The Demeter model effectively translates regional projections of future land use and land cover from integrated human-Earth system models into high-resolution representations that can be used in a variety of Earth system and hydrologic models. Demeter also acts as an important link between models of human and natural Earth systems as it resolves the scale mismatch of land cover change in these models. Initially, Demeter was not thoroughly calibrated, leading to differences from observations in the land use and maps it generated. Researchers at the U.S. Department of Energy’s Pacific Northwest National Laboratory conducted rigorous sensitivity analysis, parameter calibration, and uncertainty analysis of Demeter, using a long-term, global satellite-based land cover record. The research team improved Demeter’s performance and developed references for proper use of the model as well as a sound approach to understand Demeter’s results and uncertainties.
The calibration and uncertainty analysis in this work are critical for integration of human and natural system models at multiple scales. The calibrated Demeter parameters and the workflow developed for calibration are key user references for parameter selection and uncertainty quantification and will ultimately help reduce the uncertainty in simulated water availability and irrigation water demand from downstream hydrology and Earth system models.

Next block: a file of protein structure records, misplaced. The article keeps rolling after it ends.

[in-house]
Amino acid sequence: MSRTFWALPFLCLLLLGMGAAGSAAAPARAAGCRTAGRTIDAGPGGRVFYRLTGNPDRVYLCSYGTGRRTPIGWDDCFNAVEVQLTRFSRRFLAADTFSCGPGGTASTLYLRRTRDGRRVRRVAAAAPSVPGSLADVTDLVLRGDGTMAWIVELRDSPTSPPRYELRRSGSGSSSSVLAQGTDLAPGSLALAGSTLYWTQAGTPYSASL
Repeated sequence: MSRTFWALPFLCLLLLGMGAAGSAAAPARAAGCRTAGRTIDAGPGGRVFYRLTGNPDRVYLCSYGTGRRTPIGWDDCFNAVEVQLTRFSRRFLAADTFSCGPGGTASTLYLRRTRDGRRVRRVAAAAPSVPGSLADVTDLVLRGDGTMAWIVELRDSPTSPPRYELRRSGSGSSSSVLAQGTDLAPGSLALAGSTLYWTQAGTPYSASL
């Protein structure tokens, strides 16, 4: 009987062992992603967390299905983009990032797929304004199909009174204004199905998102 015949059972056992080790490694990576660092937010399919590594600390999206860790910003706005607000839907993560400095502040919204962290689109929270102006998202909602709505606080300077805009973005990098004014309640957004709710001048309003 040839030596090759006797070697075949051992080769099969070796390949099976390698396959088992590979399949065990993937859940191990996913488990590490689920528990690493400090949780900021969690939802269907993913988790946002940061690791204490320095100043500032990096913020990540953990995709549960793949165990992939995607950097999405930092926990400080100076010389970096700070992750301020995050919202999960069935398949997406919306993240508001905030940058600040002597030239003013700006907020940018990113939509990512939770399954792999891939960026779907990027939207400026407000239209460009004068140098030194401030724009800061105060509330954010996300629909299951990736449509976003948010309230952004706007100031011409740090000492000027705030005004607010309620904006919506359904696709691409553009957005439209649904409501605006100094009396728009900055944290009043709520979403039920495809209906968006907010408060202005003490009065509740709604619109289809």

Demeter is an open-source spatial downscaling model that disaggregates land use projections from integrated human-Earth system models, such as the Global Change Assessment Model (GCAM). Demeter has become a key element in GCAM’s modeling ecosystem, and it also serves as a critical link between human and natural systems in modeling multisector dynamics. However, an uncertainty quantification workflow for Demeter was not established initially. Also, the model’s sensitivity to key parameters (e.g., the weights of spatial constraints, the ratio of land cover intensification, and the threshold for selecting pixels for land cover expansion) was unknown. In this work, researchers rigorously tested Demeter’s parameter sensitivities. They also calibrated key parameters by minimizing the mismatch between model-downscaled and satellite-observed land use and land cover change in the past two decades. To calibrate the parameters, they used a long-term, global satellite-based land cover record from the Land Cover project of the European Space Agency Climate Change Initiative (CCI-LC). Researchers established calibration and uncertainty quantification workflows, which can be used to refine Demeter applications in specific regions when additional observational data sets become available.